Appreciating Crane Time

SUNDAY, JUNE 3, 2007

Sunday’s tour started bright and early. The sun was shining, and the tour was the first of the summer timetable with an 8:30 a.m. start. The topic was the Effigy Mounds Culture, but the tour began with some modern day residents making a bid for attention. As we headed from the Visitors Center, a group of turkeys strolled across the parking lot making their way from Longenecker Gardens to Curtis prairie. It was a group of males, all sporting the whisker-like projections with the easy to remember name of beards. The turkeys were in no hurry, and we lingered on the grass in front of the prairie to admire the metallic sheen of the feathers and note that the evolutionary connection between birds and dinosaurs is easy to comprehend when you watch a wild turkey walk.

The turkeys turned out to be merely the opening act to an even more unexpected performance when a Sandhill crane pair made their entrance from around the side of the Visitor Center and ushered their baby across the parking lot and into the prairie. I had heard from several visitors that there was at least one young crane around, but I hadn’t seen it so far. The cranes moved casually but were not quite as accommodating as the turkeys in terms of lingering for photo ops, perhaps because of the young crane with them. Luckily, they moved slowly enough to allow for several of the camera wielding visitors to get closer for pictures.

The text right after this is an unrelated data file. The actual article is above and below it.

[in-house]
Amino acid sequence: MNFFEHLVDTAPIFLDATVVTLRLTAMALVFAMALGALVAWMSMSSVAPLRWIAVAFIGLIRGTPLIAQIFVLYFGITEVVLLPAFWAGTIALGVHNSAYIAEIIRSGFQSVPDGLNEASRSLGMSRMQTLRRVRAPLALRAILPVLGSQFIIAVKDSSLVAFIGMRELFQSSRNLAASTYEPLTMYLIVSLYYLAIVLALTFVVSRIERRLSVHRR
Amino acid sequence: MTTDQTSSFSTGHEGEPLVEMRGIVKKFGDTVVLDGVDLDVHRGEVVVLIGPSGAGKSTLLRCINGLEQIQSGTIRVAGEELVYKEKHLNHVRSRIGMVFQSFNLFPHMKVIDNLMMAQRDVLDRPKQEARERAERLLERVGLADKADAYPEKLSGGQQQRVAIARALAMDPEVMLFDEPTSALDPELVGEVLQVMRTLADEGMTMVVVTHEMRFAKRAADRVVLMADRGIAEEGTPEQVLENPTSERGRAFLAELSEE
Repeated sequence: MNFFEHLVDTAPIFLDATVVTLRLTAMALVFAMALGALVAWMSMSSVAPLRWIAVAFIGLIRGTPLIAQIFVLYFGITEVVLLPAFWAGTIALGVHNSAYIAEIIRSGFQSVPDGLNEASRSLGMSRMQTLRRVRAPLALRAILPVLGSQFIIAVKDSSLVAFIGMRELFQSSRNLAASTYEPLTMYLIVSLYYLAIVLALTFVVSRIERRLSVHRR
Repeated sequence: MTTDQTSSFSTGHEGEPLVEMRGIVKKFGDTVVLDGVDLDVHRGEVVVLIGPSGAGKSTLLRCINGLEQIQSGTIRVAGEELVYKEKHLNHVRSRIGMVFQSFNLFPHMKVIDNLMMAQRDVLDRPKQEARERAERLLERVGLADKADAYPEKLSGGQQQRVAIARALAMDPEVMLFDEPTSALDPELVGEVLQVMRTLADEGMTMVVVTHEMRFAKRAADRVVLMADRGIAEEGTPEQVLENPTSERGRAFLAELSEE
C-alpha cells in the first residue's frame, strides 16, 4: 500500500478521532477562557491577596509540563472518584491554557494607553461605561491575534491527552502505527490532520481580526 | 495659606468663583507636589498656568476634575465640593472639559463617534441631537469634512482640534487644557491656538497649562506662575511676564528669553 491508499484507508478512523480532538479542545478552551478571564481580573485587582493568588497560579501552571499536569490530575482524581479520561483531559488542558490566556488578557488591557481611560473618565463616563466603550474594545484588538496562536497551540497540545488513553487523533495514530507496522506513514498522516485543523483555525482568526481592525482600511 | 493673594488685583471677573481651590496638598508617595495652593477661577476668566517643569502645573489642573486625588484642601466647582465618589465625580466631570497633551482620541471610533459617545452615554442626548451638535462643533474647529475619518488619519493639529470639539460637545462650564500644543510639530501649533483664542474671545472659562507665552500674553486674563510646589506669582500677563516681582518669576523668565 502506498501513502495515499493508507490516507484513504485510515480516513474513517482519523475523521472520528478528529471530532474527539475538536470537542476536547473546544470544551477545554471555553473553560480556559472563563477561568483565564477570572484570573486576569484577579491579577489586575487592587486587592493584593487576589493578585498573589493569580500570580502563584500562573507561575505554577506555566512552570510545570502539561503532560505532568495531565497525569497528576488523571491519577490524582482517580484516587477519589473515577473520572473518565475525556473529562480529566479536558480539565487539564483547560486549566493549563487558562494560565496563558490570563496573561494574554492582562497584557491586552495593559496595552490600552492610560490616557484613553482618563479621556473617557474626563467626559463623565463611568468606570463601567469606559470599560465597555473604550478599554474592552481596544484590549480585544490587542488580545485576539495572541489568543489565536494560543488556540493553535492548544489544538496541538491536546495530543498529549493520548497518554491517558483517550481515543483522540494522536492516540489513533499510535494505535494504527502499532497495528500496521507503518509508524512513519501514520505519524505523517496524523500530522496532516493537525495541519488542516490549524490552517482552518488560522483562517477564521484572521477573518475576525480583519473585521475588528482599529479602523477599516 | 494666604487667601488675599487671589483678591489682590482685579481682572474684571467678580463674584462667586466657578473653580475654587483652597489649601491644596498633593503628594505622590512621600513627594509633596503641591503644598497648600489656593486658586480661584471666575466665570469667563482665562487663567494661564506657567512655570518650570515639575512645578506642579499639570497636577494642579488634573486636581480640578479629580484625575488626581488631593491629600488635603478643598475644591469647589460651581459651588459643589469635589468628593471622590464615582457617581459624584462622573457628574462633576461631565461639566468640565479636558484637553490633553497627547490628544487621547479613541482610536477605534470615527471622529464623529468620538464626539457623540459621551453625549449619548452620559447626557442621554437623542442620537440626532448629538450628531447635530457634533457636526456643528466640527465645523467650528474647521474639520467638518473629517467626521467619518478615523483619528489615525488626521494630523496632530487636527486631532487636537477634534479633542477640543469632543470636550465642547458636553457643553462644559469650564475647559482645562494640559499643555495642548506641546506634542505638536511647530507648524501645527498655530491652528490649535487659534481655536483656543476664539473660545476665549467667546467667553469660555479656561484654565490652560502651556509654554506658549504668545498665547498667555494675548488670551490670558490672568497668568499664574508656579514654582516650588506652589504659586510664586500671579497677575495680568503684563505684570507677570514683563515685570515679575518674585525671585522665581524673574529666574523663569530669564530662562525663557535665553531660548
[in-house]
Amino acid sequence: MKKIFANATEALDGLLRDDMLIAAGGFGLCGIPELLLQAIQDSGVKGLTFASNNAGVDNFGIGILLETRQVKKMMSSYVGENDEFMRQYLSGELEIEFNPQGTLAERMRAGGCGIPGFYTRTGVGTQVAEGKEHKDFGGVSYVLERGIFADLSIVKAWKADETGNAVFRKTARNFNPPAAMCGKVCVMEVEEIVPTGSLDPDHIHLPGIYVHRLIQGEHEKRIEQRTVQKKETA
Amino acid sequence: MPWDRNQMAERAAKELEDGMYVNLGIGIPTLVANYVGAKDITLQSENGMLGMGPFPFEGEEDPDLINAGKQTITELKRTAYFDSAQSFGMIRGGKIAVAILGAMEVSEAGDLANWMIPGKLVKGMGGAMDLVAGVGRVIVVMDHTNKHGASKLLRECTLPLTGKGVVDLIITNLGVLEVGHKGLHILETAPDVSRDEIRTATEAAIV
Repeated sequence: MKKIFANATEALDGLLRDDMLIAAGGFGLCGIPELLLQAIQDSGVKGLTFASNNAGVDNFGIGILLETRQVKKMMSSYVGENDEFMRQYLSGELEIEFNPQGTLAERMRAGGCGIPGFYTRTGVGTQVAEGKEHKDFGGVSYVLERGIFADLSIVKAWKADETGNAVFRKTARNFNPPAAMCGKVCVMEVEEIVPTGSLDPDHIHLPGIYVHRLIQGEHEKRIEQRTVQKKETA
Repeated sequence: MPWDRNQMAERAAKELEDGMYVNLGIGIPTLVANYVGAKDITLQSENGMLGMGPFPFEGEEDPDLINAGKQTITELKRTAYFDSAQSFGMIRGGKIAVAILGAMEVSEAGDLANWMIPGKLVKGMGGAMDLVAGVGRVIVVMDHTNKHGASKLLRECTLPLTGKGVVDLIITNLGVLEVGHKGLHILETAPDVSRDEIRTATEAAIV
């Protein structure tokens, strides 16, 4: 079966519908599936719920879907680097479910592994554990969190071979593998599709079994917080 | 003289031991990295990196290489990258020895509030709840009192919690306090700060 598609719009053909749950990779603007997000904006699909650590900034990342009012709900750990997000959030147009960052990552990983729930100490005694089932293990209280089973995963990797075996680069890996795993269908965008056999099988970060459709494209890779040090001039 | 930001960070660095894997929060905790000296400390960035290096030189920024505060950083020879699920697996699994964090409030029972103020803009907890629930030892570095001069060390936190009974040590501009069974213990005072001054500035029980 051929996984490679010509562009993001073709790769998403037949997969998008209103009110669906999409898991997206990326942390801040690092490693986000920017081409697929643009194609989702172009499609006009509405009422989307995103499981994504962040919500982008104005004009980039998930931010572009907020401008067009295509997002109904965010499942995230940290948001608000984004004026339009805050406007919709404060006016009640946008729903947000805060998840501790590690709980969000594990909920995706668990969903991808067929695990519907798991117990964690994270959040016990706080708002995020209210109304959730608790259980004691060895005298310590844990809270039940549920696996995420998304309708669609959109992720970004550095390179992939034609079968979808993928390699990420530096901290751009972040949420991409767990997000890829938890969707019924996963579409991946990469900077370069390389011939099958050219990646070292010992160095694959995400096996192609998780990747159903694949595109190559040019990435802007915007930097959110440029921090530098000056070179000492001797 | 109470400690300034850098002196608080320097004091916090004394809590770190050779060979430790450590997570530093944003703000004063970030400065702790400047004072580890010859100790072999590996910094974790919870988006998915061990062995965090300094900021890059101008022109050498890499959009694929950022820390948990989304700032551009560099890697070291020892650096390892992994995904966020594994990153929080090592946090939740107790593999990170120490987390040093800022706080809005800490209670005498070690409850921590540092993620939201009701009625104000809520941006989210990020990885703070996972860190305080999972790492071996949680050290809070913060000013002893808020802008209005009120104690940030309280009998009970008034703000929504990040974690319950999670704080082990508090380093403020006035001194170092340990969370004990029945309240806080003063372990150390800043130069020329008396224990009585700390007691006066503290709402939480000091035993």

The adult Sandhill cranes are large slender grey birds with a distinctive bustle of feathers that can be seen from a distance. At the Arboretum you can usually get close enough to see the splash of red on their heads as well. The young crane was a uniform brown color and crossed the parking lot shepherded between the two adults.

The tracks of these two large birds are similar, but if you get a clear track you will find that the rounder toe pads of the turkey show in the track and the toe that projects to the back (toe one in track books) will more often register (show in the track) for the turkey than for the crane. Of course, a similar large track in wet mud by ponds may be left by a great blue heron. Like herons, cranes feed on amphibians but also tend to roam on dry lands in search of small mammals and insects as well as plant tubers and grains to round out their diet.

Turkeys prefer a more strictly vegetarian diet feeding on seeds, fruit and nuts, with a particular fondness for acorns. I have seen turkeys rooting in the ground, so I suspect that they, like the cranes, may eat underground stems and corms as well.